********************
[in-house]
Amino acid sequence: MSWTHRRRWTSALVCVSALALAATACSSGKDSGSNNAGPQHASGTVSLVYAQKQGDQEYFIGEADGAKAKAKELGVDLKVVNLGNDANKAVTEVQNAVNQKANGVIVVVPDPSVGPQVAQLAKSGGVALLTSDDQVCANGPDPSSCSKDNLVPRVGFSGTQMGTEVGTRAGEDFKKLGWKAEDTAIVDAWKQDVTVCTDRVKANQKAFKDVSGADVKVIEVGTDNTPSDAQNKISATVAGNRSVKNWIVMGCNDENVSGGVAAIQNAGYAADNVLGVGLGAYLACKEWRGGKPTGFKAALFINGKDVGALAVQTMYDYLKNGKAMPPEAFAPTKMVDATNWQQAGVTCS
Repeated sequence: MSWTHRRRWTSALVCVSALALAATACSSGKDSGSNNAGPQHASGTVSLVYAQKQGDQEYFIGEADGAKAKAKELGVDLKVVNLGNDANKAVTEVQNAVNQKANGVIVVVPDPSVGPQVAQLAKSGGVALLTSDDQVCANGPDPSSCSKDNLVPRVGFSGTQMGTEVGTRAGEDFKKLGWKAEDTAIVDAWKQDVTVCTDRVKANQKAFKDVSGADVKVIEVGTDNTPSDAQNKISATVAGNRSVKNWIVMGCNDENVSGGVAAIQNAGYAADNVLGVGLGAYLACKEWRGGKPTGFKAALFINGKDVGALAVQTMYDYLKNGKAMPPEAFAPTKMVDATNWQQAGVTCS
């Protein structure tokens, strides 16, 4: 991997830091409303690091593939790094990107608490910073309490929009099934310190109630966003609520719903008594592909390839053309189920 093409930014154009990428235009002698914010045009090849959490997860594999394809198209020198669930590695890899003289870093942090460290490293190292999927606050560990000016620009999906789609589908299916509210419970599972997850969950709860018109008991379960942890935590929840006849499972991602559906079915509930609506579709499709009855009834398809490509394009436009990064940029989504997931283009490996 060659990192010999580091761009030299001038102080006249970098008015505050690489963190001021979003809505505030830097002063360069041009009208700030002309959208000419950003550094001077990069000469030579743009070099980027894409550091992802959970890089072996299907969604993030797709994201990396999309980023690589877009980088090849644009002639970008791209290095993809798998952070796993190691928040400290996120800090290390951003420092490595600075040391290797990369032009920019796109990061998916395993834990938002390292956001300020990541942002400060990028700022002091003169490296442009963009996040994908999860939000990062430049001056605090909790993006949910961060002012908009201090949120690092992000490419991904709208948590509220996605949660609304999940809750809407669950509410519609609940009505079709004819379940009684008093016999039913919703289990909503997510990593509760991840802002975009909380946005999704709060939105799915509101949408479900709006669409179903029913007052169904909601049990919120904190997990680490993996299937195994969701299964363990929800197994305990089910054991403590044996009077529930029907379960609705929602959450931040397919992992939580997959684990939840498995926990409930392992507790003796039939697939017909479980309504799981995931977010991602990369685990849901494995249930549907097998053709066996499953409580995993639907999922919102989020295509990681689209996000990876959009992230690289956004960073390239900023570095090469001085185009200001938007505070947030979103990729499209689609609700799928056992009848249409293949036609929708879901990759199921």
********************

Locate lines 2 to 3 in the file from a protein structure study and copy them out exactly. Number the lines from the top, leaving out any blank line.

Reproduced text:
Amino acid sequence: MSWTHRRRWTSALVCVSALALAATACSSGKDSGSNNAGPQHASGTVSLVYAQKQGDQEYFIGEADGAKAKAKELGVDLKVVNLGNDANKAVTEVQNAVNQKANGVIVVVPDPSVGPQVAQLAKSGGVALLTSDDQVCANGPDPSSCSKDNLVPRVGFSGTQMGTEVGTRAGEDFKKLGWKAEDTAIVDAWKQDVTVCTDRVKANQKAFKDVSGADVKVIEVGTDNTPSDAQNKISATVAGNRSVKNWIVMGCNDENVSGGVAAIQNAGYAADNVLGVGLGAYLACKEWRGGKPTGFKAALFINGKDVGALAVQTMYDYLKNGKAMPPEAFAPTKMVDATNWQQAGVTCS
Repeated sequence: MSWTHRRRWTSALVCVSALALAATACSSGKDSGSNNAGPQHASGTVSLVYAQKQGDQEYFIGEADGAKAKAKELGVDLKVVNLGNDANKAVTEVQNAVNQKANGVIVVVPDPSVGPQVAQLAKSGGVALLTSDDQVCANGPDPSSCSKDNLVPRVGFSGTQMGTEVGTRAGEDFKKLGWKAEDTAIVDAWKQDVTVCTDRVKANQKAFKDVSGADVKVIEVGTDNTPSDAQNKISATVAGNRSVKNWIVMGCNDENVSGGVAAIQNAGYAADNVLGVGLGAYLACKEWRGGKPTGFKAALFINGKDVGALAVQTMYDYLKNGKAMPPEAFAPTKMVDATNWQQAGVTCS